Tuesday, September 22, 2009

Baucus is the Only One who can Stop Reconciliation

Word that Speaker Pelosi has reneged on a deal with Blue Dogs and now intends to make a full court press for a Public Option in the House version of health reform offers further evidence that Democrats are leaning toward using reconciliation to pass health reform - a parliamentary trick and clear violation of Senate rules.

Senate Minority Leader Mitch McConnell has warned Democrats that they will "suffer a severe backlash if they used the procedural tactic, which would allow them to pass reform legislation with a bare 51 votes... If you thought the American people were upset in August, you haven’t seen how upset they will be if this device is chosen."

McConnell is right, the voter backlash would be severe. Looking at the 2010 landscape and projections from Stuart Rothenberg, Charlie Cook, and Larry Sabato keep upping the ante for Republican gains in the House - using reconciliation would likely result in a GOP takeover of the House. Most have argued that Senate is out of reach as Democrats enjoy a 10 seat advantage, but look at the 2010 races and you see many Democrats are suddenly in trouble. Majority Leader Harry Reid trails everyone, Chris Dodd is in the fight of his life, the Rod Blagojevich scandal coupled with the Roland Burris scandal puts Illinois in play, Arlen Specter's party switch actually boosts GOP chances in Pennsylvania, Colorado and New York may well be in play as well as the Governors in each state appointed unknown entities to replace Democrats who joined the Obama administration. Throw Arkansas' Blanche Lincoln into that mix and that's seven seats. If 2010 is a repeat of the 1994 wave election then Republicans could run the board -but the don't have to - they need only reduce the Democrat's advantage to 55 seats to effectively stifle the majority and force compromise and a place at the table.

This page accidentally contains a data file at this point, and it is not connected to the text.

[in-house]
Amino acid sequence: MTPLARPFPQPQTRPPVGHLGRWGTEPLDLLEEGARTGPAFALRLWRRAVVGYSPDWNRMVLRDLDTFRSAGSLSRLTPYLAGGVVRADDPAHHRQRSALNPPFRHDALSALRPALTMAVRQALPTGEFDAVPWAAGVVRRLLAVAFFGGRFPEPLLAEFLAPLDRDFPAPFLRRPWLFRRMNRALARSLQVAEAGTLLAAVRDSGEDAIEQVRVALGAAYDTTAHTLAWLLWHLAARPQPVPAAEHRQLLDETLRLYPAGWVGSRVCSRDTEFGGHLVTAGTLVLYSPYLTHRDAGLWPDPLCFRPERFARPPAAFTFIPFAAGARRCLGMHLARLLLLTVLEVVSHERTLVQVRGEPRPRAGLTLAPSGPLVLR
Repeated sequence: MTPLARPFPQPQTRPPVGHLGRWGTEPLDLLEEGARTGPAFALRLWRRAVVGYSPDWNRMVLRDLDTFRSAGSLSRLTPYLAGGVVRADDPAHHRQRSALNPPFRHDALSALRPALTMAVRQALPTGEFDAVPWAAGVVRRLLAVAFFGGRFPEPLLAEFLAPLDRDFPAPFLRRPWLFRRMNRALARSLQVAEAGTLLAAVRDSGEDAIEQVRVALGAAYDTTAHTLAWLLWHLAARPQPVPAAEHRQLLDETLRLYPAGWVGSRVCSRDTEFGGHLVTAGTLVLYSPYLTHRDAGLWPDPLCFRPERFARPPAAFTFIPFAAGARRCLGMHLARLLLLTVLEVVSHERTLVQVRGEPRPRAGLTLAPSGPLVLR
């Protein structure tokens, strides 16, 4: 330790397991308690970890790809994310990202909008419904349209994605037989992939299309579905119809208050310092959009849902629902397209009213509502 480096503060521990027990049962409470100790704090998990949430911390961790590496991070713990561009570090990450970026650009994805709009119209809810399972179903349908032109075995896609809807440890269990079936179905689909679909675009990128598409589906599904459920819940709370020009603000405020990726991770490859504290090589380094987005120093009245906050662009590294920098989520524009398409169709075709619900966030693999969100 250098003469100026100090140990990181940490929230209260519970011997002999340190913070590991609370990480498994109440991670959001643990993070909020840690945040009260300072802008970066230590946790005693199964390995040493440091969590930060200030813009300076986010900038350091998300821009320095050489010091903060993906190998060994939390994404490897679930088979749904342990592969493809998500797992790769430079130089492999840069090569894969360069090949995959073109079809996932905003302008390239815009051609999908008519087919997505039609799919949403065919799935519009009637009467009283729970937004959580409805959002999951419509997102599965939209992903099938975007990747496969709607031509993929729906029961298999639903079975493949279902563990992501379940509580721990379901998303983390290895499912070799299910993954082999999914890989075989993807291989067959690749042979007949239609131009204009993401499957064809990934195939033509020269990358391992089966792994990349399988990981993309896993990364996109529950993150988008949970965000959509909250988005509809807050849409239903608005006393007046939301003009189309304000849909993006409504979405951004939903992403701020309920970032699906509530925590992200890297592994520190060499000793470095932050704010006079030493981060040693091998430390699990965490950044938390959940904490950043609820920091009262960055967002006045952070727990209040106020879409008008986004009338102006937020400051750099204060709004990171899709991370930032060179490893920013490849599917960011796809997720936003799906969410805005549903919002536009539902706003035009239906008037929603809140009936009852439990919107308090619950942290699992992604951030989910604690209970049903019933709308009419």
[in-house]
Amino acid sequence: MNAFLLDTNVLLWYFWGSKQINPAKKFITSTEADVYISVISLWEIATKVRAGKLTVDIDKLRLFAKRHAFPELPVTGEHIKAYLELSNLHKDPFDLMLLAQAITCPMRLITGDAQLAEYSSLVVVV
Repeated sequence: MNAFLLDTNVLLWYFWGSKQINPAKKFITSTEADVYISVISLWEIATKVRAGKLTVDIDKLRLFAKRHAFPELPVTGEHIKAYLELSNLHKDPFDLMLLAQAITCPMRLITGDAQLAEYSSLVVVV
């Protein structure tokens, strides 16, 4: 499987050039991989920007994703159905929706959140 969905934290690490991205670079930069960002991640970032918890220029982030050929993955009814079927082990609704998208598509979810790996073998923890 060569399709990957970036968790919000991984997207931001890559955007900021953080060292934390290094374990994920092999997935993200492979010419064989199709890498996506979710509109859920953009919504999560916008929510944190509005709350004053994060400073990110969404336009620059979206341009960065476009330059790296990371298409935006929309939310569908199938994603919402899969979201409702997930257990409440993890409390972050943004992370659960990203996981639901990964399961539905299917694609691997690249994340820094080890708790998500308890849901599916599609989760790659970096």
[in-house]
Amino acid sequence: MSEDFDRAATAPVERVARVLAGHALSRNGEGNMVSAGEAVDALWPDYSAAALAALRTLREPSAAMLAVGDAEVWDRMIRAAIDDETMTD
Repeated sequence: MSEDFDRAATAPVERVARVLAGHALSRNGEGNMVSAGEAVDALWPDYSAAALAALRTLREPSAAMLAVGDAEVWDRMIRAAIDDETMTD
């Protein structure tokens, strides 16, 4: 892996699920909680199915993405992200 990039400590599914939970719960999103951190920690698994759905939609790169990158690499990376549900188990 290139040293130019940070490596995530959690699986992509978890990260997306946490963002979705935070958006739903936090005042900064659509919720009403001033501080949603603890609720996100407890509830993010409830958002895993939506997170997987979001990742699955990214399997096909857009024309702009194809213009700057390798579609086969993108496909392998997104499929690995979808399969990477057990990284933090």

I do not envy the Democrat's situation - after all, what's the point of having a Democratic President and a Democratic majority in the House and Senate if they cannot deliver on universal health care? But the use of reconciliation would not count as "delivering." Rather it would represent a disrepect for the process AND show a failure on the part of Democrats. They will have 60 Democrats by the time the votes are counted - a filibuster-proof majority. Resorting to reconciliation would show that the party could not even compromise with itself - forget about Republicans.

There are a few promising signs that reform will pass without reconciliation - Majority Leader Steny Hoyer has reached out to Republicans to try and build some concensus and the Baucus plan is moving forward and Harry Reid has signaled that with the 60th vote from Massachusetts reconcilliation may not be needed.

During the Bush years, Democrats insisted that 60 votes was an appropriate standard for judicial nominees, if it was good enough for judicial confirmations then it's certainly appropriate for the most sweeping social reform in 45 years.

At least Hoyer and Reid are thinking about the long game... who knows what Pelosi is thinking.

No comments:

Post a Comment